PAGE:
With Stephen K. Bannon, the former White House chief strategist and a pugilist who had visions of remaking the Republican Party, excommunicated from Mr. Trump’s orbit, the president is surrounded now by more establishment-friendly advisers. And as congressional Republicans largely mute their criticism of the White House, the president is showing scant interest in unseating incumbent lawmakers or trying to even scores with those like Mr. Romney who are now willing to offer an open hand rather than a clenched fist.
When he was told late last week that Mr. Romney was in the Utah Senate race and was a lock to win, Mr. Trump instructed his aides to get him on the phone immediately, according to a Republican official familiar with the exchange. (The two were unable to quickly connect.)
The president was chastened by his experience with the Alabama Senate race last year, when he insisted on supporting Roy S. Moore even after Mr. Moore was credibly accused of making sexual advances on minors.
Last week, Mr. Trump even held up the Moore debacle as a cautionary tale in a conversation with Gov. Phil Bryant of Mississippi. The president is hoping Mr. Bryant will appoint himself to succeed Senator Thad Cochran if the ailing senator resigns. Keeping the seat also happens to be a top priority for Senator Mitch McConnell, the majority leader, who only a few months ago was not on speaking terms with Mr. Trump.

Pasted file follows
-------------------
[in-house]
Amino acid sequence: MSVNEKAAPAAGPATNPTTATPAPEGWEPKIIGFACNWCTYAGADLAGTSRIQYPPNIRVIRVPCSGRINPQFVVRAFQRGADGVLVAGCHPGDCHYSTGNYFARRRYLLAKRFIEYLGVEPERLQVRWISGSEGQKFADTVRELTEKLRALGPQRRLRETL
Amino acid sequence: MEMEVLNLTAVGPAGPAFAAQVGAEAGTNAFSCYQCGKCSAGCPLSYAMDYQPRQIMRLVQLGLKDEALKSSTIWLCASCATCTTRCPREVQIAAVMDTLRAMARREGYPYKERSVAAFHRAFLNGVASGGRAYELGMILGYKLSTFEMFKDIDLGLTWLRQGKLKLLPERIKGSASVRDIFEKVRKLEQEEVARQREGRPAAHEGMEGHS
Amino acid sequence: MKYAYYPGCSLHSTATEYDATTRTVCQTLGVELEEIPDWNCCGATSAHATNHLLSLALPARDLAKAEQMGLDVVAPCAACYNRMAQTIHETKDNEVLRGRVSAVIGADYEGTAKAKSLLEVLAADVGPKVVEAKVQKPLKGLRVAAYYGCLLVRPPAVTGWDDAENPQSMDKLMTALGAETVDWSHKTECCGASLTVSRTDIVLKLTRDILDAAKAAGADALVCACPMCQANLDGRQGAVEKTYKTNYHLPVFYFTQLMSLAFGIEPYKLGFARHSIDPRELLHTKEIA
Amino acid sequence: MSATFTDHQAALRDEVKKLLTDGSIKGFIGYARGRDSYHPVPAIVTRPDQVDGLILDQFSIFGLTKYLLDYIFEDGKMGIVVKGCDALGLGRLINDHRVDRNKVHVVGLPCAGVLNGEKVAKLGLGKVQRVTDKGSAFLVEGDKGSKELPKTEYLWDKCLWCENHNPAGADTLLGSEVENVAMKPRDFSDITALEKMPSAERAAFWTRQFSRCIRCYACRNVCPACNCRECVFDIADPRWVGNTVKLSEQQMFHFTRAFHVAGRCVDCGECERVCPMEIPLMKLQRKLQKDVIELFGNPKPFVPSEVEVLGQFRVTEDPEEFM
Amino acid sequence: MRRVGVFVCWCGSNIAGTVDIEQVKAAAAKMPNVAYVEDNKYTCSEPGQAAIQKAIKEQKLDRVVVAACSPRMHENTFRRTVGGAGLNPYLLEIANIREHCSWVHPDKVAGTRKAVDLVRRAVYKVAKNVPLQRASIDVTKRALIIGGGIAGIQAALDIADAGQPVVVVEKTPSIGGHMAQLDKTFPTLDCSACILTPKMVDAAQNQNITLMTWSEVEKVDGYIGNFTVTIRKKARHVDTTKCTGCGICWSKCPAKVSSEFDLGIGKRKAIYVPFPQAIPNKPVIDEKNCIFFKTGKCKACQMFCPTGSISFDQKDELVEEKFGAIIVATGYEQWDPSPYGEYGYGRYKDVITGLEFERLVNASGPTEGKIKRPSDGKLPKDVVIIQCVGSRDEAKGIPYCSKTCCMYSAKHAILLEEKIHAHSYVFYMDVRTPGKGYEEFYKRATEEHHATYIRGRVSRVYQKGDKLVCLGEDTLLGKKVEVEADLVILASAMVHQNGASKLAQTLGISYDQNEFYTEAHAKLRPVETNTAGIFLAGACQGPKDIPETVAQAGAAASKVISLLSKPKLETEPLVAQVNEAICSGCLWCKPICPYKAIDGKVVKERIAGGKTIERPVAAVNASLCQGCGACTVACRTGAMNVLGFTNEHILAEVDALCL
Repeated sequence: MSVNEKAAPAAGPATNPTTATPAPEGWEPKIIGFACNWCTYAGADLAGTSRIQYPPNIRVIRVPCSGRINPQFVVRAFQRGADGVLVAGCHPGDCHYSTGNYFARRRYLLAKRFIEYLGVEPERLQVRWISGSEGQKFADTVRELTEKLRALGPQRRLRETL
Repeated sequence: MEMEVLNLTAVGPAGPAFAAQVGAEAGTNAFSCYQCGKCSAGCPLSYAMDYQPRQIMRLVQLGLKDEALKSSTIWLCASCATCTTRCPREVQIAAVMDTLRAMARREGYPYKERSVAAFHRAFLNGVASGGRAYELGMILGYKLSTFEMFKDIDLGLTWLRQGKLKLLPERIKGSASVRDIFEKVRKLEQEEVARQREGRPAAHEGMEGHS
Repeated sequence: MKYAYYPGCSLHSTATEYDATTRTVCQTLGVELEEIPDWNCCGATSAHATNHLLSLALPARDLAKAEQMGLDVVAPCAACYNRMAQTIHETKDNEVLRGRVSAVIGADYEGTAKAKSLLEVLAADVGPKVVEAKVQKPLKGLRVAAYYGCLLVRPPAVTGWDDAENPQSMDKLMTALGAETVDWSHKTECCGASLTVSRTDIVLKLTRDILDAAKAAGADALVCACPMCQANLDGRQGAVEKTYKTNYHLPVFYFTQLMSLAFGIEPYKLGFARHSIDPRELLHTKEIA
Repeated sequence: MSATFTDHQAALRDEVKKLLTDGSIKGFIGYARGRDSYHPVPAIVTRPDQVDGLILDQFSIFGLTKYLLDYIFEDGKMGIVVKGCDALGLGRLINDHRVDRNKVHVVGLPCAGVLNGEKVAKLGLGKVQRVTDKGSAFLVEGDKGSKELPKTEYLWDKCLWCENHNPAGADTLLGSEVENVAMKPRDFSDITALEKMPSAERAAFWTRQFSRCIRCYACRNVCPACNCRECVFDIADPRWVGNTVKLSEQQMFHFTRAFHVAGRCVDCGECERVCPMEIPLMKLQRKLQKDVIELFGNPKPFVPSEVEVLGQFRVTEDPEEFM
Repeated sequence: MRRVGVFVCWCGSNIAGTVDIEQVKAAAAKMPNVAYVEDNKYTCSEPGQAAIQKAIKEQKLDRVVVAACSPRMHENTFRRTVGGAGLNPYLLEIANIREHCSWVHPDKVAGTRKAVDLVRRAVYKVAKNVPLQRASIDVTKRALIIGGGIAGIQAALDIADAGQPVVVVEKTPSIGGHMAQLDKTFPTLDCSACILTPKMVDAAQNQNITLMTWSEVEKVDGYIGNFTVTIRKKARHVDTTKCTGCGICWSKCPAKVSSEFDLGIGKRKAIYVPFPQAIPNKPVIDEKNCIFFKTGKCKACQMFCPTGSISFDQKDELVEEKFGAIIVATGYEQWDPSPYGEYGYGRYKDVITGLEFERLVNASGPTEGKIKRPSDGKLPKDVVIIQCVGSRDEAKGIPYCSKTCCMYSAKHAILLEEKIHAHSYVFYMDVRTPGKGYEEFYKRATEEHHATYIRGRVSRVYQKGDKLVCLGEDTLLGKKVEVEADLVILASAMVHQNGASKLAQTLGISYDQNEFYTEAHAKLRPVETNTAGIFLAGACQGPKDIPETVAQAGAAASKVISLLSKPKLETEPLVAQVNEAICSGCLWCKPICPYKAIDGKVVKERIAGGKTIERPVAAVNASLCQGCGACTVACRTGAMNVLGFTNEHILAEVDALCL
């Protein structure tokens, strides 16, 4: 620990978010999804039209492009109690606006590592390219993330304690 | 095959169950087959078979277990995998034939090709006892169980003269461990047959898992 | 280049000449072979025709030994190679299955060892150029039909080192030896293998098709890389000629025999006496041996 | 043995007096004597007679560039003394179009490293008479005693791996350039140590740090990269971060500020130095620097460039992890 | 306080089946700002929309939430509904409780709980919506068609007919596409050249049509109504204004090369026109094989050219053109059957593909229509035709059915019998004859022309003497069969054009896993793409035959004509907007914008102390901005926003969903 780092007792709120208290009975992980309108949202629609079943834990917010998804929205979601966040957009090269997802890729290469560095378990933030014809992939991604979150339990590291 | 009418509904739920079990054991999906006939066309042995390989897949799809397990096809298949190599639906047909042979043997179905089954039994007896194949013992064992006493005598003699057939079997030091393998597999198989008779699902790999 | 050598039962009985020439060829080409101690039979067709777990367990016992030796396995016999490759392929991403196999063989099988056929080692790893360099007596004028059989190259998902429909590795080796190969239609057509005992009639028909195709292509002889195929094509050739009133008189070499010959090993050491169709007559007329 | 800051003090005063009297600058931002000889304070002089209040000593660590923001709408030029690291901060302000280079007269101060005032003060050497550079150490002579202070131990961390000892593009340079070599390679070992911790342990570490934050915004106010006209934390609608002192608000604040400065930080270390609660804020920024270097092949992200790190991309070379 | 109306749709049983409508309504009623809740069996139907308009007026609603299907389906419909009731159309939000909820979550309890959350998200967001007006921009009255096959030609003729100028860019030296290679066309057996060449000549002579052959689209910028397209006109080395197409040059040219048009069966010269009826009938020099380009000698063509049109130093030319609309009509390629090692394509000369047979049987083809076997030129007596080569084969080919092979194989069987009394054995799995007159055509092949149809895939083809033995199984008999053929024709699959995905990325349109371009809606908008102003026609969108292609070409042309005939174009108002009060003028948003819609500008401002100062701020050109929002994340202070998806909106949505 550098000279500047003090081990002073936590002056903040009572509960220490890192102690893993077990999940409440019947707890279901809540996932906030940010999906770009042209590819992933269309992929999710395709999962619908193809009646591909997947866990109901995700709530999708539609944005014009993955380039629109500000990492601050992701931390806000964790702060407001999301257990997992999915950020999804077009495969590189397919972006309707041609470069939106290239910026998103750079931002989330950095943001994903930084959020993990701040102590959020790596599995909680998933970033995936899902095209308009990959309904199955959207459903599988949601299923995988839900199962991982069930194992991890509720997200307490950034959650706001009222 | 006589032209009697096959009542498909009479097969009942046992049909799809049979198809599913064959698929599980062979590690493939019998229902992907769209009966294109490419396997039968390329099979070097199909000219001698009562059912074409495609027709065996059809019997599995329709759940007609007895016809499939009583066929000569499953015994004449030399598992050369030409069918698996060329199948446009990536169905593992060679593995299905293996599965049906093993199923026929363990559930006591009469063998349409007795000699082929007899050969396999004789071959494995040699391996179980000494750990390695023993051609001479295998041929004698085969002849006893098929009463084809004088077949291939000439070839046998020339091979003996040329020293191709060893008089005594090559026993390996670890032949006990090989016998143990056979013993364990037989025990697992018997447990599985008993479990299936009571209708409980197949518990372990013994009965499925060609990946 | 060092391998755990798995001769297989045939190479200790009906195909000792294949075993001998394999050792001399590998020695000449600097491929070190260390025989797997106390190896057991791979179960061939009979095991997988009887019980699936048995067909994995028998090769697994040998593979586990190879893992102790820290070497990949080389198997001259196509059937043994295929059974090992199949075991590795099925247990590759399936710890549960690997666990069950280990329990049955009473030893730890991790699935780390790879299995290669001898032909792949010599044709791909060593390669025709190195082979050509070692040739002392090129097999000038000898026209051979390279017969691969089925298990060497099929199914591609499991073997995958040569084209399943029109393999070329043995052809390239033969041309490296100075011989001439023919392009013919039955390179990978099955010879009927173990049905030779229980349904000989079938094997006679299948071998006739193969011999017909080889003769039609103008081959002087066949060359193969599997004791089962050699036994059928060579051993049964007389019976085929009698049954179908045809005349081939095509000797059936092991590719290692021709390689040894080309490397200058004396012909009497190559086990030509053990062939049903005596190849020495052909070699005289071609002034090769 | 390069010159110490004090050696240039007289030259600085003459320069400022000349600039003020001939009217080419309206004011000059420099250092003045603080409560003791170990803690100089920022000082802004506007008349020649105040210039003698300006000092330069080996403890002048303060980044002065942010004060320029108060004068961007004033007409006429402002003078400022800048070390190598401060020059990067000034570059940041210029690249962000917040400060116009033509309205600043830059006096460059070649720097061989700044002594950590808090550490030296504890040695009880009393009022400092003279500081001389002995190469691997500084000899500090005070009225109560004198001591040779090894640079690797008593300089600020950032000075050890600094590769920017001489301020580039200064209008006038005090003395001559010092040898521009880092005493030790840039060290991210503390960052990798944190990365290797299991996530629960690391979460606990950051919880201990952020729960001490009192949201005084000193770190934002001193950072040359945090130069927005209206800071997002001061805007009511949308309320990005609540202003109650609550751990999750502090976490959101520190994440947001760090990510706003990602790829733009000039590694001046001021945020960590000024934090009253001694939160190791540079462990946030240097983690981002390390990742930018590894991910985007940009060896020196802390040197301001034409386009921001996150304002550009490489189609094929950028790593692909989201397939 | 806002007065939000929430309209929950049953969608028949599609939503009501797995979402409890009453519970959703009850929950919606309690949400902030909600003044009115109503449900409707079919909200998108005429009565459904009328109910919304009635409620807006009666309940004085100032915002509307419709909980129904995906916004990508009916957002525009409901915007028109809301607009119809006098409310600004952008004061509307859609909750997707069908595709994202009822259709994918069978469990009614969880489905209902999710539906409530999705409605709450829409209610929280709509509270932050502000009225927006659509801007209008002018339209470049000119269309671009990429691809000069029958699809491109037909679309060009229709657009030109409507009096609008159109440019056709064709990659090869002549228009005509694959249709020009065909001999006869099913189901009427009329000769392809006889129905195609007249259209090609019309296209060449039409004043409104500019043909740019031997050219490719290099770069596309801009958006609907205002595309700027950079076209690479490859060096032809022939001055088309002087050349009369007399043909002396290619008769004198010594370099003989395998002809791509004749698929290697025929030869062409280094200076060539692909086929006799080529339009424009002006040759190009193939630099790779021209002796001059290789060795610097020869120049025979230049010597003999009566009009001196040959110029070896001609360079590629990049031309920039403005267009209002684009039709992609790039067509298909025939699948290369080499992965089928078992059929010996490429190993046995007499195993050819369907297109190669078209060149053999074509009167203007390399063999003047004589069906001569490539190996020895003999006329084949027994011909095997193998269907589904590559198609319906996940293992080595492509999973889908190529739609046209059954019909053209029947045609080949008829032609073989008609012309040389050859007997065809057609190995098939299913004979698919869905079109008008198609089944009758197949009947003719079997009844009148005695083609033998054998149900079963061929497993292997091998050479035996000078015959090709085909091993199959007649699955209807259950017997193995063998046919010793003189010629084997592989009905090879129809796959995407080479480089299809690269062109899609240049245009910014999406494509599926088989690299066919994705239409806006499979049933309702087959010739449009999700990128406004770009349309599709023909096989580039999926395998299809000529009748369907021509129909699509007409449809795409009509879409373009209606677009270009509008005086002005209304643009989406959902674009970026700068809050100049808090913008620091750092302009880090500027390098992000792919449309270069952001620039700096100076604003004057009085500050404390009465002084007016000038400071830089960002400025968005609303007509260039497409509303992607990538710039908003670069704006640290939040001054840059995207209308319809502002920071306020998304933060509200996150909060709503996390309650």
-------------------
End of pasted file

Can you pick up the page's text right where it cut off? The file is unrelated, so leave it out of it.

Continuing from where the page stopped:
This is all to say that, for the moment at least, the president is returning the favor to those mainstream Republicans who are willing to abide him.
“Donald Trump is the ultimate deal-maker, and he will do what he thinks is best for the American people, no matter what happened with somebody in the past,” said Corey Lewandowski, Mr. Trump’s onetime campaign manager, pointing to the former Trump critics in the cabinet.
Those hoping to survive Republican primaries need only to skim the polls to understand that it is unwise to make an enemy of Mr. Trump. But what has made it easier for the Trump skeptics to come around is that the president has governed more like a conventional Republican than the populist he campaigned as in 2016.
“Nafta is alive and the alliance with Russia is dead,” said Luke Thompson, a Republican strategist. “Trump surrendered to the Republican Congress on policy.”
And many of those Republican voters uneasy with the president’s coarse language have noticed.